The laboratory investigations were within normal limits. The echocardiogram revealed severe Pulmonary Artery Hypertension (PAH), aortic sclerosis, and an ejection fraction of 55%. Spinal anaesthesia was given with 10 mg of 0.5% bupivacaine (H) and 15 μg of fentanyl. After 5 minutes of the start of the cementation procedure, the patient developed progressive bradycardia and cardiac arrest.
Adrenaline 1 mg i.v. was administered, and CPR was begun.The patient was intubated with a size 8 cuffed endotracheal tube. After 9 minutes of CPR, the patient reverted to sinus rhythm. The BP was 74/52 mmHg and the heart rate was 134/min. The patient was started on vasopressors with noradrenaline infusion and shifted to the ICU for further management. After 4 hours, the patient died.
A 80-year-old male patient presented to the PAC for right-sided hemiarthroplasty. The preanaesthetic check-up was unremarkable. The laboratory investigations were within normal limits. Spinal anaesthesia was given with 10 mg of 0.5% bupivacaine (H) and 15 μg of fentanyl. Two hours after beginning the surgery, during cementation, the patient developed itching and rashes over the arms and chest after cementation, which were treated with 8 mg of dexamethasone and 10 mg of Pheniramine i.v. The patient developed hypotension (80/50 mmHg) and bradycardia with a Heart Rate (HR) of 38 beats per minute.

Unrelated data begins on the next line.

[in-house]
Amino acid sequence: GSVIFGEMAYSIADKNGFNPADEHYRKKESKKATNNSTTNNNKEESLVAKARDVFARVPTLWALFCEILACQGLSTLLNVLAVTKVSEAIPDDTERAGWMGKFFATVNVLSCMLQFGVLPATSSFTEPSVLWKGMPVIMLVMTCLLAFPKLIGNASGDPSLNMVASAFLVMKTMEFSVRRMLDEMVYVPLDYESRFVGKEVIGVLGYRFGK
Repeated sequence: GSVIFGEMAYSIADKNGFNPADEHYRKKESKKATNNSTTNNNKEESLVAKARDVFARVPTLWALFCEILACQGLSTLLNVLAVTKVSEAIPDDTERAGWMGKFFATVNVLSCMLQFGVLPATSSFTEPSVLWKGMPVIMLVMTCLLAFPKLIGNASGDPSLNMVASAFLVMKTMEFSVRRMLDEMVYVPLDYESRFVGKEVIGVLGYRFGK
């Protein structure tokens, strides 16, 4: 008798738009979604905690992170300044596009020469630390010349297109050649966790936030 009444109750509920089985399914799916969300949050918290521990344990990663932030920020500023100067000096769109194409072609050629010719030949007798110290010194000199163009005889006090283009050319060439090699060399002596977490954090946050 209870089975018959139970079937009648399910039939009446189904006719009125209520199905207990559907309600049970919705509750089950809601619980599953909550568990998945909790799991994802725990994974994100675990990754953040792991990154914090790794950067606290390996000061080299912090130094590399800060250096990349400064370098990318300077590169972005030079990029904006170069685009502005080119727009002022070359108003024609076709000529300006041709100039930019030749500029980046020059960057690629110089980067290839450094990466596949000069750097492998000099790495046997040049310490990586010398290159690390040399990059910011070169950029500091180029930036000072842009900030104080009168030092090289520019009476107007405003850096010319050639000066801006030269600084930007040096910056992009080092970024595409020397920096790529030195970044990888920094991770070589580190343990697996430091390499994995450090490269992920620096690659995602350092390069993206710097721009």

Atropine 0.6 mg i.v. was administered, and intravenous fluid was rushed in. After 2 minutes, the patient developed atrial fibrillation, and cardioversion was done. After the patient reverted to sinus rhythm, a cardiology consultation was done and an amiodarone infusion was started. The patient was shifted to the ICU for monitoring and was discharged after 2 days.